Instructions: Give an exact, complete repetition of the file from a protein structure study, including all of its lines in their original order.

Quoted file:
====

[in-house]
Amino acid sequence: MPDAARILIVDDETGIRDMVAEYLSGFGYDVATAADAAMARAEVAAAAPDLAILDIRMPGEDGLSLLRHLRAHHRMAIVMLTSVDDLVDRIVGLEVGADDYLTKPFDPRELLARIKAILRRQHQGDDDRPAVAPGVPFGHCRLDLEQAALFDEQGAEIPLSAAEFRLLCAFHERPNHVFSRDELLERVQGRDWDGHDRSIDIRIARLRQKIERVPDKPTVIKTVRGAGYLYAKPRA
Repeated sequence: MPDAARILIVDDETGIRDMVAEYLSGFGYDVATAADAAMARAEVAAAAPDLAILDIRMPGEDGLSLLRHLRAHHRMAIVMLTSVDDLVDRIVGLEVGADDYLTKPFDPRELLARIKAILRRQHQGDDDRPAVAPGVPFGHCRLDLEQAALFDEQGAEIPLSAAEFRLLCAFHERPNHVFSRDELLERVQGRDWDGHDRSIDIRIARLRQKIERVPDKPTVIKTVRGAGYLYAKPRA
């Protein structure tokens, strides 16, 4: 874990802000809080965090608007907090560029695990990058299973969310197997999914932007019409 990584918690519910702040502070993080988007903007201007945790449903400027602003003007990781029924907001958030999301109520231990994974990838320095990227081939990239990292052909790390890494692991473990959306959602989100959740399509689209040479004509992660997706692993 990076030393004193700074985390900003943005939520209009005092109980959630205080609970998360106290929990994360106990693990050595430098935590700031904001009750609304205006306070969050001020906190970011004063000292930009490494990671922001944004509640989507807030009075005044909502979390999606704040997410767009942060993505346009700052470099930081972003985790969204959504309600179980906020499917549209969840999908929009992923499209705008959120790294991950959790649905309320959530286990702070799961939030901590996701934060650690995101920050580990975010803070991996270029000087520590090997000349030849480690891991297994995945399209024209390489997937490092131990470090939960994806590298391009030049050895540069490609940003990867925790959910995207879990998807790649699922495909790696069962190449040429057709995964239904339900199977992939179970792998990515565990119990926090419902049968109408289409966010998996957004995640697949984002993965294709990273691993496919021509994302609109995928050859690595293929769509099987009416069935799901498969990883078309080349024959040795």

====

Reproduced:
[in-house]
Amino acid sequence: MPDAARILIVDDETGIRDMVAEYLSGFGYDVATAADAAMARAEVAAAAPDLAILDIRMPGEDGLSLLRHLRAHHRMAIVMLTSVDDLVDRIVGLEVGADDYLTKPFDPRELLARIKAILRRQHQGDDDRPAVAPGVPFGHCRLDLEQAALFDEQGAEIPLSAAEFRLLCAFHERPNHVFSRDELLERVQGRDWDGHDRSIDIRIARLRQKIERVPDKPTVIKTVRGAGYLYAKPRA
Repeated sequence: MPDAARILIVDDETGIRDMVAEYLSGFGYDVATAADAAMARAEVAAAAPDLAILDIRMPGEDGLSLLRHLRAHHRMAIVMLTSVDDLVDRIVGLEVGADDYLTKPFDPRELLARIKAILRRQHQGDDDRPAVAPGVPFGHCRLDLEQAALFDEQGAEIPLSAAEFRLLCAFHERPNHVFSRDELLERVQGRDWDGHDRSIDIRIARLRQKIERVPDKPTVIKTVRGAGYLYAKPRA
């Protein structure tokens, strides 16, 4: 874990802000809080965090608007907090560029695990990058299973969310197997999914932007019409 990584918690519910702040502070993080988007903007201007945790449903400027602003003007990781029924907001958030999301109520231990994974990838320095990227081939990239990292052909790390890494692991473990959306959602989100959740399509689209040479004509992660997706692993 990076030393004193700074985390900003943005939520209009005092109980959630205080609970998360106290929990994360106990693990050595430098935590700031904001009750609304205006306070969050001020906190970011004063000292930009490494990671922001944004509640989507807030009075005044909502979390999606704040997410767009942060993505346009700052470099930081972003985790969204959504309600179980906020499917549209969840999908929009992923499209705008959120790294991950959790649905309320959530286990702070799961939030901590996701934060650690995101920050580990975010803070991996270029000087520590090997000349030849480690891991297994995945399209024209390489997937490092131990470090939960994806590298391009030049050895540069490609940003990867925790959910995207879990998807790649699922495909790696069962190449040429057709995964239904339900199977992939179970792998990515565990119990926090419902049968109408289409966010998996957004995640697949984002993965294709990273691993496919021509994302609109995928050859690595293929769509099987009416069935799901498969990883078309080349024959040795």